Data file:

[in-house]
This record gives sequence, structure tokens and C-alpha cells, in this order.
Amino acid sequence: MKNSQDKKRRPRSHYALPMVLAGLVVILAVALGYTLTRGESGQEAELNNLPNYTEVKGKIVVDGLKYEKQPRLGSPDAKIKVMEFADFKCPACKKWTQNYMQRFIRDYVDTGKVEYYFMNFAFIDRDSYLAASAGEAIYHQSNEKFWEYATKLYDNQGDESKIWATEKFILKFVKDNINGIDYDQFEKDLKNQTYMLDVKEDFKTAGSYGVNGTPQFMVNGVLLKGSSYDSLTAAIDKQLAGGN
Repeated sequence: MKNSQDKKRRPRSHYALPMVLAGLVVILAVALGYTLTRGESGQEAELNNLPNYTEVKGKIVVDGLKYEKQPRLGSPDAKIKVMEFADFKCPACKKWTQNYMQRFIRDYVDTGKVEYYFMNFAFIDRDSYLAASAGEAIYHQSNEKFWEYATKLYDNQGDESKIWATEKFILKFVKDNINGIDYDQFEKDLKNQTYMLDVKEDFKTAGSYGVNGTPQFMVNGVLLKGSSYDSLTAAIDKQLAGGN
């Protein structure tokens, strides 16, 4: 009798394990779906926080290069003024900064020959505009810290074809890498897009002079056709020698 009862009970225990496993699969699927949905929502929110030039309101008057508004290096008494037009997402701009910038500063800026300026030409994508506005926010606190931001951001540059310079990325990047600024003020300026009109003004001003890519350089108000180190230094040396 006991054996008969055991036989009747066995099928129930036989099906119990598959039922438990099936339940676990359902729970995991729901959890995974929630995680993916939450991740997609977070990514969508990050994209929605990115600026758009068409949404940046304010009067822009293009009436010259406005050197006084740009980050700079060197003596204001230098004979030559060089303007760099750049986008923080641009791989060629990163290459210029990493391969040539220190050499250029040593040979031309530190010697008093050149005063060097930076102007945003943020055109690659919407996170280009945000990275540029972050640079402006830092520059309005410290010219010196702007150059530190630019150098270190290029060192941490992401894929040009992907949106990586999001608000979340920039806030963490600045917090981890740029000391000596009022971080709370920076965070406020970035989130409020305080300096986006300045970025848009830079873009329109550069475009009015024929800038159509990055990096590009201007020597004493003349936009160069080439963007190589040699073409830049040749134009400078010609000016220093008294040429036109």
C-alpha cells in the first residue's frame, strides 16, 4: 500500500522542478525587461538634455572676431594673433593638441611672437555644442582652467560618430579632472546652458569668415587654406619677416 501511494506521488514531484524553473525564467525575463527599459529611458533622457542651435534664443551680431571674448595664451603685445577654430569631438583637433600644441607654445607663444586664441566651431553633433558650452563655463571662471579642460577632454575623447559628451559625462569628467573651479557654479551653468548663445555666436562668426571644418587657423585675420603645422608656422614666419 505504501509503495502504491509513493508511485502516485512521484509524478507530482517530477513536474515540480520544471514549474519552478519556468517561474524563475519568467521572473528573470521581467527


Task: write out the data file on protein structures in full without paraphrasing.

[in-house]
This record gives sequence, structure tokens and C-alpha cells, in this order.
Amino acid sequence: MKNSQDKKRRPRSHYALPMVLAGLVVILAVALGYTLTRGESGQEAELNNLPNYTEVKGKIVVDGLKYEKQPRLGSPDAKIKVMEFADFKCPACKKWTQNYMQRFIRDYVDTGKVEYYFMNFAFIDRDSYLAASAGEAIYHQSNEKFWEYATKLYDNQGDESKIWATEKFILKFVKDNINGIDYDQFEKDLKNQTYMLDVKEDFKTAGSYGVNGTPQFMVNGVLLKGSSYDSLTAAIDKQLAGGN
Repeated sequence: MKNSQDKKRRPRSHYALPMVLAGLVVILAVALGYTLTRGESGQEAELNNLPNYTEVKGKIVVDGLKYEKQPRLGSPDAKIKVMEFADFKCPACKKWTQNYMQRFIRDYVDTGKVEYYFMNFAFIDRDSYLAASAGEAIYHQSNEKFWEYATKLYDNQGDESKIWATEKFILKFVKDNINGIDYDQFEKDLKNQTYMLDVKEDFKTAGSYGVNGTPQFMVNGVLLKGSSYDSLTAAIDKQLAGGN
């Protein structure tokens, strides 16, 4: 009798394990779906926080290069003024900064020959505009810290074809890498897009002079056709020698 009862009970225990496993699969699927949905929502929110030039309101008057508004290096008494037009997402701009910038500063800026300026030409994508506005926010606190931001951001540059310079990325990047600024003020300026009109003004001003890519350089108000180190230094040396 006991054996008969055991036989009747066995099928129930036989099906119990598959039922438990099936339940676990359902729970995991729901959890995974929630995680993916939450991740997609977070990514969508990050994209929605990115600026758009068409949404940046304010009067822009293009009436010259406005050197006084740009980050700079060197003596204001230098004979030559060089303007760099750049986008923080641009791989060629990163290459210029990493391969040539220190050499250029040593040979031309530190010697008093050149005063060097930076102007945003943020055109690659919407996170280009945000990275540029972050640079402006830092520059309005410290010219010196702007150059530190630019150098270190290029060192941490992401894929040009992907949106990586999001608000979340920039806030963490600045917090981890740029000391000596009022971080709370920076965070406020970035989130409020305080300096986006300045970025848009830079873009329109550069475009009015024929800038159509990055990096590009201007020597004493003349936009160069080439963007190589040699073409830049040749134009400078010609000016220093008294040429036109």
C-alpha cells in the first residue's frame, strides 16, 4: 500500500522542478525587461538634455572676431594673433593638441611672437555644442582652467560618430579632472546652458569668415587654406619677416 501511494506521488514531484524553473525564467525575463527599459529611458533622457542651435534664443551680431571674448595664451603685445577654430569631438583637433600644441607654445607663444586664441566651431553633433558650452563655463571662471579642460577632454575623447559628451559625462569628467573651479557654479551653468548663445555666436562668426571644418587657423585675420603645422608656422614666419 505504501509503495502504491509513493508511485502516485512521484509524478507530482517530477513536474515540480520544471514549474519552478519556468517561474524563475519568467521572473528573470521581467527